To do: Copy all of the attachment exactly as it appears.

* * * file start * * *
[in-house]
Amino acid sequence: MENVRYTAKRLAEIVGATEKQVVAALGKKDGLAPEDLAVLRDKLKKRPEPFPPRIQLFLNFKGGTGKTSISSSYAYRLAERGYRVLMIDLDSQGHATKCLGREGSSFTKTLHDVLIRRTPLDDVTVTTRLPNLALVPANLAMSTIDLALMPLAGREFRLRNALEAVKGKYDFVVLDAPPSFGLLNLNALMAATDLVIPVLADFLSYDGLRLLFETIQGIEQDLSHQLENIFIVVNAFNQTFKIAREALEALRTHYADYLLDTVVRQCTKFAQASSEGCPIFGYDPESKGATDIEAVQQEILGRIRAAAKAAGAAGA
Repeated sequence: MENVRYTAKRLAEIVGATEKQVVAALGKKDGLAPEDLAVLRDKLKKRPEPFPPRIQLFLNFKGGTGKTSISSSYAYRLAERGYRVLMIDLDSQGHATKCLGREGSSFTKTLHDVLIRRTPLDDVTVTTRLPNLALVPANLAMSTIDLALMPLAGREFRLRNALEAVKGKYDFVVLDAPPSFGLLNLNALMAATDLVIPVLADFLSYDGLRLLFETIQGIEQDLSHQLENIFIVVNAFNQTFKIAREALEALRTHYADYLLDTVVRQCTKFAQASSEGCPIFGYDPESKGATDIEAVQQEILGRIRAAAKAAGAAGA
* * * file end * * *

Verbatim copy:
[in-house]
Amino acid sequence: MENVRYTAKRLAEIVGATEKQVVAALGKKDGLAPEDLAVLRDKLKKRPEPFPPRIQLFLNFKGGTGKTSISSSYAYRLAERGYRVLMIDLDSQGHATKCLGREGSSFTKTLHDVLIRRTPLDDVTVTTRLPNLALVPANLAMSTIDLALMPLAGREFRLRNALEAVKGKYDFVVLDAPPSFGLLNLNALMAATDLVIPVLADFLSYDGLRLLFETIQGIEQDLSHQLENIFIVVNAFNQTFKIAREALEALRTHYADYLLDTVVRQCTKFAQASSEGCPIFGYDPESKGATDIEAVQQEILGRIRAAAKAAGAAGA
Repeated sequence: MENVRYTAKRLAEIVGATEKQVVAALGKKDGLAPEDLAVLRDKLKKRPEPFPPRIQLFLNFKGGTGKTSISSSYAYRLAERGYRVLMIDLDSQGHATKCLGREGSSFTKTLHDVLIRRTPLDDVTVTTRLPNLALVPANLAMSTIDLALMPLAGREFRLRNALEAVKGKYDFVVLDAPPSFGLLNLNALMAATDLVIPVLADFLSYDGLRLLFETIQGIEQDLSHQLENIFIVVNAFNQTFKIAREALEALRTHYADYLLDTVVRQCTKFAQASSEGCPIFGYDPESKGATDIEAVQQEILGRIRAAAKAAGAAGA